Government and politics
Politics of Vietnam takes place in a framework of a single-party socialist republic. A new state constitution was approved in April 1992, reaffirming the central role of the Communist Party of Vietnam in politics and society, and outlining government reorganization and increased market reforms in the economy. Though Vietnam remains a one-party state, adherence to ideological orthodoxy has become less important than economic development as a national priority.
Kinh (Viet) 86.2%, Tay 1.9%, Thai 1.7%, Muong 1.5%, Khome 1.4%, Hoa 1.1%, Nun 1.1%, Hmong 1%, others 4.1% (1999 census)
The famous Vietnamese legend tells that the Vietnamese people of various tribes were born outside of the womb by the marriage of Lạc Long Quân (Dragon Chief) and Âu Cơ. However, most Vietnamese historians consider the Dong Son civilization that covered much of Southeast Asia to be the beginning of Vietnam's history. In 208 BC, a Qin general named Triệu Đà (Zhao Tuo) established a country called Nam Việt which encompassed Southern China and the Red River Delta. The historical significance of the original Nam Việt remains controversial because some historians consider it a Chinese occupation while some believe it was an independent era.
The Kingdom of Dai Viet
What is known for sure is that for most of the period from 207 BC to the early 10th century, it was under the rule of successive Chinese Dynasties. Sporadic independence movements were attempted, but were quickly extinguished by Chinese forces. In 939, the Vietnamese defeated Chinese forces at the Bạch Đằng River and gained independence. They gained complete autonomy a century later. During the rule of the Trần Dynasty, it defeated three Mongol attempts of invasion by the Yuan Dynasty. Feudalism in Vietnam reached its zenith in the Lê Dynasty of the 15th century, especially during the reign of Emperor Le Thanh Tong. Between the 11th and 18th centuries, the Vietnamese expanded southward in a process known as nam tiến (southward expansion). They eventually conquered the kingdom of Champa and much of the Khmer empire. The independent period ended in the mid-19th century, when the country was colonized by France.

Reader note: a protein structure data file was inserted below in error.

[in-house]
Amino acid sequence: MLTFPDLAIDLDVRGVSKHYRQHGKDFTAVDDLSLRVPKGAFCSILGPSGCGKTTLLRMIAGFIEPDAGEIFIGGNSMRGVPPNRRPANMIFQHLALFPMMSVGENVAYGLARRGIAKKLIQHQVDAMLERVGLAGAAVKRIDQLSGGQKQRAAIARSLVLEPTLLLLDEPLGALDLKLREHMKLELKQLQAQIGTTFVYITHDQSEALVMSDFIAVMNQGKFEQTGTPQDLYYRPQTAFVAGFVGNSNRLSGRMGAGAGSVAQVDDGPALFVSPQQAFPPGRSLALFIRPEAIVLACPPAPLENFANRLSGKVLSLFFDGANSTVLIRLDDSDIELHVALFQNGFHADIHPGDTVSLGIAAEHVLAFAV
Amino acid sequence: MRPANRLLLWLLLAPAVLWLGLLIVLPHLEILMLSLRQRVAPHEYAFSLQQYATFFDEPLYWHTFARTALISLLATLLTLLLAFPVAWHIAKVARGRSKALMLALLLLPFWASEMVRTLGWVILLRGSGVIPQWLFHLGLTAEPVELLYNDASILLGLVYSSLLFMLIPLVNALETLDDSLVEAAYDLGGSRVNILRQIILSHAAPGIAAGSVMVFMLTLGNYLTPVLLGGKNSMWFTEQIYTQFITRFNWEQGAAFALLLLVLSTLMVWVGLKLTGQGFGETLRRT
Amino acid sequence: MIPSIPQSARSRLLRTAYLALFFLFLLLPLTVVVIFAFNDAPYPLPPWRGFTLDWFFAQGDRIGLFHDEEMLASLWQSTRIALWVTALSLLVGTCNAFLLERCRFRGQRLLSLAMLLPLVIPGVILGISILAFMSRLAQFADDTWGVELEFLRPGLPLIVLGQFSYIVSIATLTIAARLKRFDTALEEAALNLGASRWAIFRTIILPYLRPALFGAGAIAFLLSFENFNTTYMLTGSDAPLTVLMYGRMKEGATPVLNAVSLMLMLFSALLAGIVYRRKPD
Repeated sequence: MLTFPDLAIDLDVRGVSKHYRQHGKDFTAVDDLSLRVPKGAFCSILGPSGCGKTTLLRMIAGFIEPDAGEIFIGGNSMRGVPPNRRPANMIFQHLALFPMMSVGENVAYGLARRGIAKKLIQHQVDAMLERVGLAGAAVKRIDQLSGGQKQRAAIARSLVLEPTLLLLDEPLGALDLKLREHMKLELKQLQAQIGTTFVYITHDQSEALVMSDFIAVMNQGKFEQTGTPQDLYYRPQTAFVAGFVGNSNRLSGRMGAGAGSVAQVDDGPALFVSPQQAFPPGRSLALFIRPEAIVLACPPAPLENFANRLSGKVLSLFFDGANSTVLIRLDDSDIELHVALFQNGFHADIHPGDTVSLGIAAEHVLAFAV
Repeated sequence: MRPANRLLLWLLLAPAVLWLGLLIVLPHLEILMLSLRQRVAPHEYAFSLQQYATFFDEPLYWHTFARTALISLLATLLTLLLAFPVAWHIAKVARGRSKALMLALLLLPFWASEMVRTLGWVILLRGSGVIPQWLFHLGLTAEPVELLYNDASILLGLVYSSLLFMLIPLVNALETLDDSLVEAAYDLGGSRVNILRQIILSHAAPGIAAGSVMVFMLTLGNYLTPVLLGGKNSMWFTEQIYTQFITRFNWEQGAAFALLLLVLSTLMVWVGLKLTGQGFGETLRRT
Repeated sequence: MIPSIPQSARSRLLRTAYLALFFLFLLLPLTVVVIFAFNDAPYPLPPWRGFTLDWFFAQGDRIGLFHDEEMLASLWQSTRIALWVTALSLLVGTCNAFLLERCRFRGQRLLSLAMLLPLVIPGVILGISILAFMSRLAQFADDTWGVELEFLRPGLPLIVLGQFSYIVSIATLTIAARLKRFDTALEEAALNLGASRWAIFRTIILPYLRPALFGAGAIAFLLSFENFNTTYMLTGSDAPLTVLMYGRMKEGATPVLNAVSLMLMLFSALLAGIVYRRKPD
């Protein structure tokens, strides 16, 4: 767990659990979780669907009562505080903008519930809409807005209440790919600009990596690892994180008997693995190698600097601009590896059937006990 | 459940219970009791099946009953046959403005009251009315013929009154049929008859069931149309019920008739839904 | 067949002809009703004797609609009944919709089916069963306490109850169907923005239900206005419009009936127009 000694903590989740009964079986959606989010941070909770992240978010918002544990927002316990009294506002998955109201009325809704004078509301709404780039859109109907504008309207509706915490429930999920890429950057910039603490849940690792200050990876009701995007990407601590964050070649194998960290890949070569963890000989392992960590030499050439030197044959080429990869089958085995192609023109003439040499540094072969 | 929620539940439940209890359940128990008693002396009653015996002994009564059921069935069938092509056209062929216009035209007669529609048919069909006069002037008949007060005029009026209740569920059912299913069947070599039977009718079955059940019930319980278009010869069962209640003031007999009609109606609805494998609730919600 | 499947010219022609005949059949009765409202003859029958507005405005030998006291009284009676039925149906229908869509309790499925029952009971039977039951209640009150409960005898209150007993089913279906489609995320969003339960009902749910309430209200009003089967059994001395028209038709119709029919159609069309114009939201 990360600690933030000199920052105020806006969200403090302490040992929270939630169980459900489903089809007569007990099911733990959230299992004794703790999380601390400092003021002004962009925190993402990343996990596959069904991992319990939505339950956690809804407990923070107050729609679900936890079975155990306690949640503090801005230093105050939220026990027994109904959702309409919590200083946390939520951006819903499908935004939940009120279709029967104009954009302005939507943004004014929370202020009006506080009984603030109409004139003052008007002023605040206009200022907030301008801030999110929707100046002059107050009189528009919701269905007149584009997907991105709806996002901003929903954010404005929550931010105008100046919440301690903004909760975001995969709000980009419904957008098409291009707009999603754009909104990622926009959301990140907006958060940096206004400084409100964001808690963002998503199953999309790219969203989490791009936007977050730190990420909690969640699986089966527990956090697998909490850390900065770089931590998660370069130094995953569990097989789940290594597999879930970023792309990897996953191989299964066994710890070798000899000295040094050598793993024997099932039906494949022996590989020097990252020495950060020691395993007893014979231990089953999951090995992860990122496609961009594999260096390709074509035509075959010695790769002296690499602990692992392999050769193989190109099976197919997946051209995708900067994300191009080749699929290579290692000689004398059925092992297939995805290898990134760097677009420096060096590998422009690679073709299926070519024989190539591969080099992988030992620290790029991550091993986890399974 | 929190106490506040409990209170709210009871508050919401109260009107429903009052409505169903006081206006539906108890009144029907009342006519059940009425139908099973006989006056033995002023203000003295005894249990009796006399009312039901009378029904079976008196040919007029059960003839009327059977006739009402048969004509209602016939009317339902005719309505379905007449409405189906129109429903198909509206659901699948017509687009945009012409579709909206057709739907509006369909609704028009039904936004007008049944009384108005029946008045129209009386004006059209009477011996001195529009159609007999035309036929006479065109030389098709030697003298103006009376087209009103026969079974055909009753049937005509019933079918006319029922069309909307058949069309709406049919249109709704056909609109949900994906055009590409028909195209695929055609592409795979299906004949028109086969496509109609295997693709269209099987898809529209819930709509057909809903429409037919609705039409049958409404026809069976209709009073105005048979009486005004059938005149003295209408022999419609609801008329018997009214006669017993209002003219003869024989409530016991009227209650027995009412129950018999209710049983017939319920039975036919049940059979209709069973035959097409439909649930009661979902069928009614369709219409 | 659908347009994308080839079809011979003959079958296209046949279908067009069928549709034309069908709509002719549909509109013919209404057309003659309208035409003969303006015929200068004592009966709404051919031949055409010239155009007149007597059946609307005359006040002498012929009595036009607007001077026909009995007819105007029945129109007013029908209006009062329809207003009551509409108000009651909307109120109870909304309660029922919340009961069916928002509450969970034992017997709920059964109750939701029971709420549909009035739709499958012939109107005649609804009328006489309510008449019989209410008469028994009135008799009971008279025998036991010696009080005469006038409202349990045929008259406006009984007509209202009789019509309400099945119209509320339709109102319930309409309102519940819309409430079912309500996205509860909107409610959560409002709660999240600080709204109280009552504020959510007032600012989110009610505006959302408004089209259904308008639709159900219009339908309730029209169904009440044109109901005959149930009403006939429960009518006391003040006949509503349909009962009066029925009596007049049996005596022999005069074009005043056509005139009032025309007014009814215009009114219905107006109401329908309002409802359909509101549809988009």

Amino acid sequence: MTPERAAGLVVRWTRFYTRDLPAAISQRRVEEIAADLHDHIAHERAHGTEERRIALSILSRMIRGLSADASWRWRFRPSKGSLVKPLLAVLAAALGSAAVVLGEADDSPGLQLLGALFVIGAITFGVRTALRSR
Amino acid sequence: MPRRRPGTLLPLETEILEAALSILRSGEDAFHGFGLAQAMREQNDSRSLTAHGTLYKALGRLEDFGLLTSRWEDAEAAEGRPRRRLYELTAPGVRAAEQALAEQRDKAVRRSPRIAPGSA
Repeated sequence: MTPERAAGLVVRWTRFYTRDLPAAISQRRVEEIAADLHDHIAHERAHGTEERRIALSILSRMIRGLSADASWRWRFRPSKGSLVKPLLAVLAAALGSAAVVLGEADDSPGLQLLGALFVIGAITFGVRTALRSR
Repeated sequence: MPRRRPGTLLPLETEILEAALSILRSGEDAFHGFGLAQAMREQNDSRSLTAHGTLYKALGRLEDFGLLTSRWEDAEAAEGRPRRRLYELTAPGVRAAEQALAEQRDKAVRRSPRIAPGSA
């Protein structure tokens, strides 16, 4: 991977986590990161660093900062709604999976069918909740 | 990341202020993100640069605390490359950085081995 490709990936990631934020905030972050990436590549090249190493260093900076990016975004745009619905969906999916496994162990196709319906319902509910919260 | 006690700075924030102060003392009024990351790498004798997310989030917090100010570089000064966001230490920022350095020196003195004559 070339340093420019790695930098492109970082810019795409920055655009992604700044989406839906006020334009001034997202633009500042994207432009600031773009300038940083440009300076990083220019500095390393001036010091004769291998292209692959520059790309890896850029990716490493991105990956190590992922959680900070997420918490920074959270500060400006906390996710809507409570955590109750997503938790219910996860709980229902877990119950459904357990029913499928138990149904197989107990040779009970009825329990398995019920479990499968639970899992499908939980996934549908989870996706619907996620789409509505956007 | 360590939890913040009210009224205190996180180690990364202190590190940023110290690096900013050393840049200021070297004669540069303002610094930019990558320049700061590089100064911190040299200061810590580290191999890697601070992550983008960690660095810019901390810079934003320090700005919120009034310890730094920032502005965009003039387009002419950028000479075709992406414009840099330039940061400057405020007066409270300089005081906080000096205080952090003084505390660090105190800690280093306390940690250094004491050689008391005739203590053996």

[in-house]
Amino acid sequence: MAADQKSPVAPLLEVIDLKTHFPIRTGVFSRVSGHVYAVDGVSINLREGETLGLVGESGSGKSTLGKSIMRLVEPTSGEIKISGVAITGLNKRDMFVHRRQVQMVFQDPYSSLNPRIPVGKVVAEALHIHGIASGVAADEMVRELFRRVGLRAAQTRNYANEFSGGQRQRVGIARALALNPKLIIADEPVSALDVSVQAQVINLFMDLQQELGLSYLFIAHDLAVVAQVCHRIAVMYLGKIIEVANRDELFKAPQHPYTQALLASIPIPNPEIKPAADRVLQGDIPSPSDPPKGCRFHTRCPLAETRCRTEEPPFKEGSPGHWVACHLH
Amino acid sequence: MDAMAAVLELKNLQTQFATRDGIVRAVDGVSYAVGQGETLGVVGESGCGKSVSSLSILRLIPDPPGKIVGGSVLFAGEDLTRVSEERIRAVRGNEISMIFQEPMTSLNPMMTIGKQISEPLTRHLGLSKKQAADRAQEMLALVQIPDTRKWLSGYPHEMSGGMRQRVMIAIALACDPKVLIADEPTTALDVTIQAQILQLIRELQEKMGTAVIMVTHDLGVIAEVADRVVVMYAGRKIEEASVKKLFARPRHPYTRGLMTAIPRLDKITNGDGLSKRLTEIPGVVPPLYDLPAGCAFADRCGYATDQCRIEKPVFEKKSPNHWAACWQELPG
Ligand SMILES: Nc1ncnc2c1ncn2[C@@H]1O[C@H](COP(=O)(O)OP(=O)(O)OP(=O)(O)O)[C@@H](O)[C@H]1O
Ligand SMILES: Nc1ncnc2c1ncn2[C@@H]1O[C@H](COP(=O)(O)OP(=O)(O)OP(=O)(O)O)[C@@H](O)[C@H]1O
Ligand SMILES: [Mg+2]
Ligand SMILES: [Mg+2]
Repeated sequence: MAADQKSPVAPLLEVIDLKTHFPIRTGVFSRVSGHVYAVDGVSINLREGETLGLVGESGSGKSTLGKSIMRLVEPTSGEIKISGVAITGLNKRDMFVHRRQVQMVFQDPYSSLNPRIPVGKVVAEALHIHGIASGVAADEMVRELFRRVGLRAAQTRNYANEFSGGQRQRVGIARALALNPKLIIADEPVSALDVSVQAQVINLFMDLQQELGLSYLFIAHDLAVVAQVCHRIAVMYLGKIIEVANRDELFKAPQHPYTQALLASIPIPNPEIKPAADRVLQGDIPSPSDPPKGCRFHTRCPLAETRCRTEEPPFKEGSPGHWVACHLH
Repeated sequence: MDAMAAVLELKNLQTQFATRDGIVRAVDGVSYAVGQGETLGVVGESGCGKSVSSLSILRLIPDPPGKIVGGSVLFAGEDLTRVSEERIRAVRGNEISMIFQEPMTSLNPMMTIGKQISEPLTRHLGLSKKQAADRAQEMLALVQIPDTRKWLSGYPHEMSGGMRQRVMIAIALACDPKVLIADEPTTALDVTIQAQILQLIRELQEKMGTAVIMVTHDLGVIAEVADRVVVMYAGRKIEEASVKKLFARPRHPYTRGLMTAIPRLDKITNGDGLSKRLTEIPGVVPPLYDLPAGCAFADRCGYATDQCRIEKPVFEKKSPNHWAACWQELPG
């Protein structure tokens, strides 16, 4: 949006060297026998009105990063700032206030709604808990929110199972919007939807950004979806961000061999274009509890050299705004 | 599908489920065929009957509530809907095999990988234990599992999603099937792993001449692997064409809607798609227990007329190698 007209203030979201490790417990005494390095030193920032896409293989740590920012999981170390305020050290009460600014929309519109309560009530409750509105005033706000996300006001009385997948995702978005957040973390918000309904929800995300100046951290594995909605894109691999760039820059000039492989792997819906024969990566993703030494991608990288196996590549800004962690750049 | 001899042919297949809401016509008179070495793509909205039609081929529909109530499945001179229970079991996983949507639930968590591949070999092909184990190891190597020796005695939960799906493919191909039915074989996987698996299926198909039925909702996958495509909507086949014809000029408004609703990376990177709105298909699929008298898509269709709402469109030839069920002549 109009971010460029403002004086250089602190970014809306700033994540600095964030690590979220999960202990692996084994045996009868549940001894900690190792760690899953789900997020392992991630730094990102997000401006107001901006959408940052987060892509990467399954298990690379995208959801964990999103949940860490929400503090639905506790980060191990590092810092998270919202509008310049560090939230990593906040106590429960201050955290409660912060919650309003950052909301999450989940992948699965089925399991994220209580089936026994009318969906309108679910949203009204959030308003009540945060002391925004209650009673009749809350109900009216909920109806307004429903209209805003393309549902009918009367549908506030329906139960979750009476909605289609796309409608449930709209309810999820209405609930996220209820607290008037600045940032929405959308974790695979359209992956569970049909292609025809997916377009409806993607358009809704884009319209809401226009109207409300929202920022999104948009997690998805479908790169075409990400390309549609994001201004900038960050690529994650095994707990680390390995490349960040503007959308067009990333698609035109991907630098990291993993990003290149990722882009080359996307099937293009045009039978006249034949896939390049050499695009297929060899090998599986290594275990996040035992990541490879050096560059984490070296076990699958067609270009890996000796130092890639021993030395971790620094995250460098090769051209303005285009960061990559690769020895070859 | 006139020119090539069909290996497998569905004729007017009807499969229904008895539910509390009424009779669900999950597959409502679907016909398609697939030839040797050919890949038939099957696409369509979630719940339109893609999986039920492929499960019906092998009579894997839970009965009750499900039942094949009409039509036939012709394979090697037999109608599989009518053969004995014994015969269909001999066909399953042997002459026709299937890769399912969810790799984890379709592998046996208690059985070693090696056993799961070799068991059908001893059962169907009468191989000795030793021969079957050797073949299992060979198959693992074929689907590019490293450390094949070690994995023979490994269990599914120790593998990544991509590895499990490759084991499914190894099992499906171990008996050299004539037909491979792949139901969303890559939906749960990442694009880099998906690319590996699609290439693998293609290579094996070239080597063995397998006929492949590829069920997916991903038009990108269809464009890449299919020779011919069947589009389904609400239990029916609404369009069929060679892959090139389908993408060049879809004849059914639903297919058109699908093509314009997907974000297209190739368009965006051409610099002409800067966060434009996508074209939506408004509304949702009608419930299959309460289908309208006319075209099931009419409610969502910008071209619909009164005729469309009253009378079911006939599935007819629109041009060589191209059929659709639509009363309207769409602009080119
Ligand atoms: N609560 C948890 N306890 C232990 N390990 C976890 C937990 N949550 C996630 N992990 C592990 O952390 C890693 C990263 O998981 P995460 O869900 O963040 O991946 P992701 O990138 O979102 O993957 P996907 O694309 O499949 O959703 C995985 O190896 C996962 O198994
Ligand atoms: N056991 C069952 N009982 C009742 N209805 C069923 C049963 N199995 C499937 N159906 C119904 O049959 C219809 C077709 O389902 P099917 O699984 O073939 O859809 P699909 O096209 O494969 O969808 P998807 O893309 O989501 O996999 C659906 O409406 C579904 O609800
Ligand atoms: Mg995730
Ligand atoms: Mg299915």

French Colonial Rule and Division
The French maintained dominant control of their colony until World War II, when Japanese forces invaded and occupied Vietnam, using the country as a base to launch attacks against Southeast Asia and India. After the war France attempted to reestablish its colony, however a communist insurgency that had arisen during Japanese occupation forced the French into the First Indochina War that lasted until 1954. The French suffered a major defeat at the Battle of Dien Bien Phu and shortly afterwards withdrew from the country. The world community divided the country at the 17th parallel into North Vietnam and South Vietnam during the Geneva Accords. This division was meant to be temporary, pending democratic elections and reunification.
This did not turn out to be the case. North and South Vietnam both formed geopolitical alliances, the North aligning itself with Communist China and the Soviet Union and the South with the United States. The Northern government sought implementation of the Geneva Accords, including reunification following an election that would likely lead to a victory for the Communists, while the government of the South sought to make the division of the country permanent, and was supported in this by the United States, which saw the "nation of South Vietnam" as a bulwark against the spread of "international communism" in the region.